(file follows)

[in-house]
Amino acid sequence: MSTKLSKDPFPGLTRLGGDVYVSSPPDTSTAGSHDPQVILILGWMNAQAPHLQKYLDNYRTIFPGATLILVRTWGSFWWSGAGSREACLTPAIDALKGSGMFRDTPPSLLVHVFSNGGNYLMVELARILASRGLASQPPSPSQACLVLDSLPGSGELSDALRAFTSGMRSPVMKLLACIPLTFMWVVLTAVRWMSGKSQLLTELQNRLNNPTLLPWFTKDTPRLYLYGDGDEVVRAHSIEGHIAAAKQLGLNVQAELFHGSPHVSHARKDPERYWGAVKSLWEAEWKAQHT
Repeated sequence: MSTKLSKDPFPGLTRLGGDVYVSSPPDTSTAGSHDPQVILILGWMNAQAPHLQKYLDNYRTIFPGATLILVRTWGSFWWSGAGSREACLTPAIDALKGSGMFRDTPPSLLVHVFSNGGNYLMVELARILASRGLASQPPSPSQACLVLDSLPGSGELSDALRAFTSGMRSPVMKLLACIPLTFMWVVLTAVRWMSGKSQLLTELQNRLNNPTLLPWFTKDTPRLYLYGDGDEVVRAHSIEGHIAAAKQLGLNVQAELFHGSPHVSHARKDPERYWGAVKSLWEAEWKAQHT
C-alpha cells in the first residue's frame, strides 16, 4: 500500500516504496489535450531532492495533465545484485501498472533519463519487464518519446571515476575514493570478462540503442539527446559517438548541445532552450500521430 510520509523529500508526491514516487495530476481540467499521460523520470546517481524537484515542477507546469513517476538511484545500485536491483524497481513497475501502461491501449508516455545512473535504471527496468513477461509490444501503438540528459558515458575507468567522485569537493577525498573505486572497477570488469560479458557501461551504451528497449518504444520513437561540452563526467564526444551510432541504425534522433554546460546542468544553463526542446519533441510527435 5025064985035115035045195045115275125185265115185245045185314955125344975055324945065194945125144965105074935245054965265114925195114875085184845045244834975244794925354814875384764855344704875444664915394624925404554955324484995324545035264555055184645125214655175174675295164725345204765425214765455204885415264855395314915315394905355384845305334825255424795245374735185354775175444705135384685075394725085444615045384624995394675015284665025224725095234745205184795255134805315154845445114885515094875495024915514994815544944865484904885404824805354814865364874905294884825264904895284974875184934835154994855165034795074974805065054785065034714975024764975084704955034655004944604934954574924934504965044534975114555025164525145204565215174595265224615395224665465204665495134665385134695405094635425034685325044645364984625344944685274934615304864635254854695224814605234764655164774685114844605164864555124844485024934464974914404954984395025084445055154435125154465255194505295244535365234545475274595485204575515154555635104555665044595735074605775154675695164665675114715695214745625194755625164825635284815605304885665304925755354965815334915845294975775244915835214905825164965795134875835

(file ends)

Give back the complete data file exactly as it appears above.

[in-house]
Amino acid sequence: MSTKLSKDPFPGLTRLGGDVYVSSPPDTSTAGSHDPQVILILGWMNAQAPHLQKYLDNYRTIFPGATLILVRTWGSFWWSGAGSREACLTPAIDALKGSGMFRDTPPSLLVHVFSNGGNYLMVELARILASRGLASQPPSPSQACLVLDSLPGSGELSDALRAFTSGMRSPVMKLLACIPLTFMWVVLTAVRWMSGKSQLLTELQNRLNNPTLLPWFTKDTPRLYLYGDGDEVVRAHSIEGHIAAAKQLGLNVQAELFHGSPHVSHARKDPERYWGAVKSLWEAEWKAQHT
Repeated sequence: MSTKLSKDPFPGLTRLGGDVYVSSPPDTSTAGSHDPQVILILGWMNAQAPHLQKYLDNYRTIFPGATLILVRTWGSFWWSGAGSREACLTPAIDALKGSGMFRDTPPSLLVHVFSNGGNYLMVELARILASRGLASQPPSPSQACLVLDSLPGSGELSDALRAFTSGMRSPVMKLLACIPLTFMWVVLTAVRWMSGKSQLLTELQNRLNNPTLLPWFTKDTPRLYLYGDGDEVVRAHSIEGHIAAAKQLGLNVQAELFHGSPHVSHARKDPERYWGAVKSLWEAEWKAQHT
C-alpha cells in the first residue's frame, strides 16, 4: 500500500516504496489535450531532492495533465545484485501498472533519463519487464518519446571515476575514493570478462540503442539527446559517438548541445532552450500521430 510520509523529500508526491514516487495530476481540467499521460523520470546517481524537484515542477507546469513517476538511484545500485536491483524497481513497475501502461491501449508516455545512473535504471527496468513477461509490444501503438540528459558515458575507468567522485569537493577525498573505486572497477570488469560479458557501461551504451528497449518504444520513437561540452563526467564526444551510432541504425534522433554546460546542468544553463526542446519533441510527435 5025064985035115035045195045115275125185265115185245045185314955125344975055324945065194945125144965105074935245054965265114925195114875085184845045244834975244794925354814875384764855344704875444664915394624925404554955324484995324545035264555055184645125214655175174675295164725345204765425214765455204885415264855395314915315394905355384845305334825255424795245374735185354775175444705135384685075394725085444615045384624995394675015284665025224725095234745205184795255134805315154845445114885515094875495024915514994815544944865484904885404824805354814865364874905294884825264904895284974875184934835154994855165034795074974805065054785065034714975024764975084704955034655004944604934954574924934504965044534975114555025164525145204565215174595265224615395224665465204665495134665385134695405094635425034685325044645364984625344944685274934615304864635254854695224814605234764655164774685114844605164864555124844485024934464974914404954984395025084445055154435125154465255194505295244535365234545475274595485204575515154555635104555665044595735074605775154675695164665675114715695214745625194755625164825635284815605304885665304925755354965815334915845294975775244915835214905825164965795134875835